James Baldwin, 72, Bentonville, Ark.

James Baldwin, 72, Bentonville, Ark.

There are 2 comments on the The Daily Freeman-Journal story from Nov 3, 2011, titled James Baldwin, 72, Bentonville, Ark.. In it, The Daily Freeman-Journal reports that:

James William Baldwin, age 72, of Bentonville, AR, passed away November 2, 2011 in Springdale.

Join the discussion below, or Read more at The Daily Freeman-Journal.

The Other James Baldwin

Hobart, Australia

#1 Nov 11, 2011
I am writing here about the famous writer--James Baldwin.-Ron in Tasmania
----------
BALDWIN and ME
MAKING IT UP AS WE WENT ALONG

In his first novel Go Tell It on the Mountain, published in 1953, American novelist, essayist, playwright, poet, and social critic, James Baldwin(1924-1987), wrote with intensity about the power of prayer and preaching. He wrote on behalf of an otherwise powerless community of which he was a part. It was a time, he wrote, filled with soaring possibilities in contrast to the bitter world outside. It was as though life’s very bitterness offered his congregation a unique insight into the suffering of Christ, a bitterness which made the congregation for that time of prayer and preaching a chosen people whose spiritual exaltation, in all its fiery rhetoric and colourful abandon, could never be experienced by white people. Baldwin matched this novel with an essay,“Down at the Cross,” published in 1962, in which he wrote about his own conversion as an adolescent filled with doubts and fears and ambitions and a sharp sense of exclusion:

“One moment I was on my feet, singing and clapping and, at the same time, working out in my head the plot of a play; the next moment, with no transition, no sensation of falling, I was on my back, with the lights beating down into my face and all the vertical saints above me.”–Ron Price with thanks to Colm Toibin,“James Baldwin & Barack Obama,” The New York Review of Books, 23 October 2008.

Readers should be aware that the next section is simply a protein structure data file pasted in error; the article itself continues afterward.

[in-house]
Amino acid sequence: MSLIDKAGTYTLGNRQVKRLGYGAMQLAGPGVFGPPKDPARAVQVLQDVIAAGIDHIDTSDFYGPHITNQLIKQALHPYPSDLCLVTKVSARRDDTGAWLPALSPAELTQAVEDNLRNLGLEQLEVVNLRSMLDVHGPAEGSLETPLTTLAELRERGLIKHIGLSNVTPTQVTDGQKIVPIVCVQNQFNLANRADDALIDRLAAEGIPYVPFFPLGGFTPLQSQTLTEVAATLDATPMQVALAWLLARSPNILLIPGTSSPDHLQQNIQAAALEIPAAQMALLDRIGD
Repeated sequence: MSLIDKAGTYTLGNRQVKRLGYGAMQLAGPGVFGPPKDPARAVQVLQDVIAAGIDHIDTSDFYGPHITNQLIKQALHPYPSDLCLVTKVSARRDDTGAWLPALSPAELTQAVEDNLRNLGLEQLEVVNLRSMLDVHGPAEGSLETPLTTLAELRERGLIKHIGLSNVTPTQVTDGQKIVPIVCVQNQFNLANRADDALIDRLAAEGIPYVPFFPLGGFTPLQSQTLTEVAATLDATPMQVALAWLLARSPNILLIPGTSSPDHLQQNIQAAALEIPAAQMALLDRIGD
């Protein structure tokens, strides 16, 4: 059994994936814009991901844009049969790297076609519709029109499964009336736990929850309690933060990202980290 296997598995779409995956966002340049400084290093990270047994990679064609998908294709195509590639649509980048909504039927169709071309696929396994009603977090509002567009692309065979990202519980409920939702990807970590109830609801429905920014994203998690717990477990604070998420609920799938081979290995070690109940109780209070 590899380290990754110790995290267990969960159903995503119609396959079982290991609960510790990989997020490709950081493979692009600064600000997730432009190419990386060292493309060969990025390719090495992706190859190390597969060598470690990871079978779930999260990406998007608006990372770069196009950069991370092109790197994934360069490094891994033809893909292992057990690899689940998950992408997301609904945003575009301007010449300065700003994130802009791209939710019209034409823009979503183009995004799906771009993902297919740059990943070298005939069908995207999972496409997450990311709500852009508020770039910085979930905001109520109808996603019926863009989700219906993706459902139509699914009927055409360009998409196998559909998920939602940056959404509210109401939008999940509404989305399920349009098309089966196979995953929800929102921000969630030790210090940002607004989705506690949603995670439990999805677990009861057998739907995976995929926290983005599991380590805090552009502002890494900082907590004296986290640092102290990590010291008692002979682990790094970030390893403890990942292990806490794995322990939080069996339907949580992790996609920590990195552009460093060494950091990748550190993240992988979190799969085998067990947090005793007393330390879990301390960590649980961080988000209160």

I was too young back then
to get into your novels and
essays being a primary and
secondary school student in
Ontario---reading what was
necessary to qualify for my
entrance to university, just
growing-up and making the
best of my little-town world.

I got religious experience in
very different ways to you &
involvement, in my case, was
with Australia and not France;1
I found a new power, a freedom,
a sense of a destiny to fulfil and I
worked out my identity, exploring
my society & myself, making it up
as I went along—and I went along
to many a town across 2 continents.

Out of my failures and my successes,
I saw hope, a new set of values, and I
gradually produced an autobiography
out of my efforts to make sense of this
complex world and my complex playful
self, as well as my own unique place in
history, remaking my world in my own
likeness and in the context of a vision
with a question before me:“What will
happen to all this radiant & pure beauty?”

1 Baldwin moved to Paris in November 1948 when he was twenty-four.“I left America,” he wrote in 1959, the year I joined the Baha’i Faith,“because I doubted my ability to survive the fury of the colour problem here…. I wanted to prevent myself from becoming merely a Negro; or, even, merely a Negro writer.”
I moved to Australia in July 1971 when I was 26 because I saw myself as part of Canada’s international Baha’i diaspora or pioneering mission overseas. I had already experienced some personal furies associated with episodes of bipolar disorder and more would come Downunder. I wanted to play a role in the then Nine Year Plan, 1964-1973, and I did.